As students grow older, the demands of their classwork evolve; rather than merely summarizing plot or retaining historical dates, students are challenged to think critically, as they take their base of skills and knowledge and use these tools to forge original analysis. In parallel with this evolution in their education must come an evolution in the way they read, and in the way they annotate. With luck, students will have been building up simple annotation habits for some time by this point — but now, the purpose of annotation shifts, from a tactic for staying engaged with the reading, to an active commentary that records insight and evidence with a grander end goal in mind: the analytical essay.
When students read with the aim of collecting evidence to use in an essay, they do so under a variety of different circumstances. Some teachers might provide a framework or prompt before reading begins — others will wait until after the class has finished reading a text before distributing the essay assignment. In either case the goal of annotation is the same: to activate the mind as students read, and start them down the path of critical analysis. The key here is reading with a clear purpose. If the prompts are distributed ahead of time, students should come up with a key — by numbering them for example — and mark the text with the appropriate number whenever they find a quote that could be of use in responding to that prompt. For visually-oriented learners, pens or post-it notes in different colors for different themes can enhance the process. Even if they don’t have the list of possible prompts before they begin reading, students should use a site like LitCharts to preview the text, searching for important themes that they can annotate in a similar way, as these are likely to be helpful for the eventual essay. It’s best to focus on two or three themes at a time — and remember that one piece of evidence might be helpful for more than one theme, and should be marked with more than one number or color.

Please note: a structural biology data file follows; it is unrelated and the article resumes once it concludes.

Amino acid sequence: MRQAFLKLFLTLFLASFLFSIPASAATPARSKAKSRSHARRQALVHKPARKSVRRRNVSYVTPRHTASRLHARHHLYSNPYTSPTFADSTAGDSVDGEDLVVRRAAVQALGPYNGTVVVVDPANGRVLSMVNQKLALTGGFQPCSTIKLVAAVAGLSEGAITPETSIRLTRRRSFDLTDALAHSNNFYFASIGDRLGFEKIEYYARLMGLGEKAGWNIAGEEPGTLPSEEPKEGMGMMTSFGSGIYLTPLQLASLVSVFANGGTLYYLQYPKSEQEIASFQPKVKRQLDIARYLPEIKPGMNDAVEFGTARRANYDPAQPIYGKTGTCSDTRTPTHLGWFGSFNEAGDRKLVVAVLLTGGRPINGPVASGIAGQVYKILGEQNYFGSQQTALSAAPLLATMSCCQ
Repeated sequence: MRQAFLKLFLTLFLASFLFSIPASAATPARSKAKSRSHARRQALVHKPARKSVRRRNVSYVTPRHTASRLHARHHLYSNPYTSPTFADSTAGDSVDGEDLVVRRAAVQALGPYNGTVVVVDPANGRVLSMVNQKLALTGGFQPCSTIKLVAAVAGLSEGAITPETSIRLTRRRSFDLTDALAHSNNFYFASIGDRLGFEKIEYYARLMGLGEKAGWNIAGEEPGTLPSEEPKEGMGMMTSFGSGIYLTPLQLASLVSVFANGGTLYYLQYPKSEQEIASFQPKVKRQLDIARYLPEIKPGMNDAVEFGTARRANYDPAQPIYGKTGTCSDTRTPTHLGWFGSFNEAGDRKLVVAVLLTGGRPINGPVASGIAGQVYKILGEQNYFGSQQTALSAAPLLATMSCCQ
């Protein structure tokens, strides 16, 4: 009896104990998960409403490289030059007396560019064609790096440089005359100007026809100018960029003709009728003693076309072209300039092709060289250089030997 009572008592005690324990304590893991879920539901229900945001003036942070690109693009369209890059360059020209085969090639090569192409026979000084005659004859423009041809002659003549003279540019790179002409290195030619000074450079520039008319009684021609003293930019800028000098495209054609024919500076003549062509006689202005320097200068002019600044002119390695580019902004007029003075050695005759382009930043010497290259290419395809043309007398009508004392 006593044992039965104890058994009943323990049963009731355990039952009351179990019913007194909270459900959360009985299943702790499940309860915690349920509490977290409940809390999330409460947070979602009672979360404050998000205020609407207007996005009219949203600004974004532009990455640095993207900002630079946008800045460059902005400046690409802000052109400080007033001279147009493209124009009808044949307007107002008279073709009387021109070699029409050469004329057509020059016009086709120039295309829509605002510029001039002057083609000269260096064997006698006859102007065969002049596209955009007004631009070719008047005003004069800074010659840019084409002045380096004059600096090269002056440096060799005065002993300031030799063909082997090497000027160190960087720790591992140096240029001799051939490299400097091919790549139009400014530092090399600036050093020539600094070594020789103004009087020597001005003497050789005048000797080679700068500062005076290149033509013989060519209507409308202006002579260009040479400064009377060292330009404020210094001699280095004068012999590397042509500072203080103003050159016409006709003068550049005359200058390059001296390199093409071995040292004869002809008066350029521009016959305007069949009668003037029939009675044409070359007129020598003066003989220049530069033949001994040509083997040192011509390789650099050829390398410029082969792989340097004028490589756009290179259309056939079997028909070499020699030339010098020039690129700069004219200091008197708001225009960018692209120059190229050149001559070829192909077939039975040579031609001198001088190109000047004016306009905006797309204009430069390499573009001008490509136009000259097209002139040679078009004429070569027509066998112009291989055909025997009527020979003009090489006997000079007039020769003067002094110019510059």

If they’re writing a research paper, and using sources that they find independently, many students will find that the challenge is sifting through the text to find relevant evidence. Here, too, there is a shift in the approach to reading; rather than starting from the beginning and reading a stack of library books through the end, students should begin with a focused question and use strategic searches to isolate the evidence they need. This means using the table of contents, learning to navigate an index, focusing on headings, and searching intelligently through online databases. As students encounter the information they will need, they should be compiling quotes into a central location, making sure to include source information and page numbers as they read and record to smooth the process of creating a bibliography later on. Online tools such as easybib.com, citationmachine.net, and the reference materials at Purdue’s Online Writing Lab make creating citations easier than ever, but most students will need an introduction to the process — both in order to understand the required formatting and its intention, and to avoid unintentional plagiarism.
The right kind of annotation will make the process of writing a critical essay or research paper ten times simpler, and much more effective at the same time. Not only can annotation provide the kind of record that students can easily transfer into a brainstorm and outline, it will activate their way of thinking about the text as they read, setting them up for success as writers.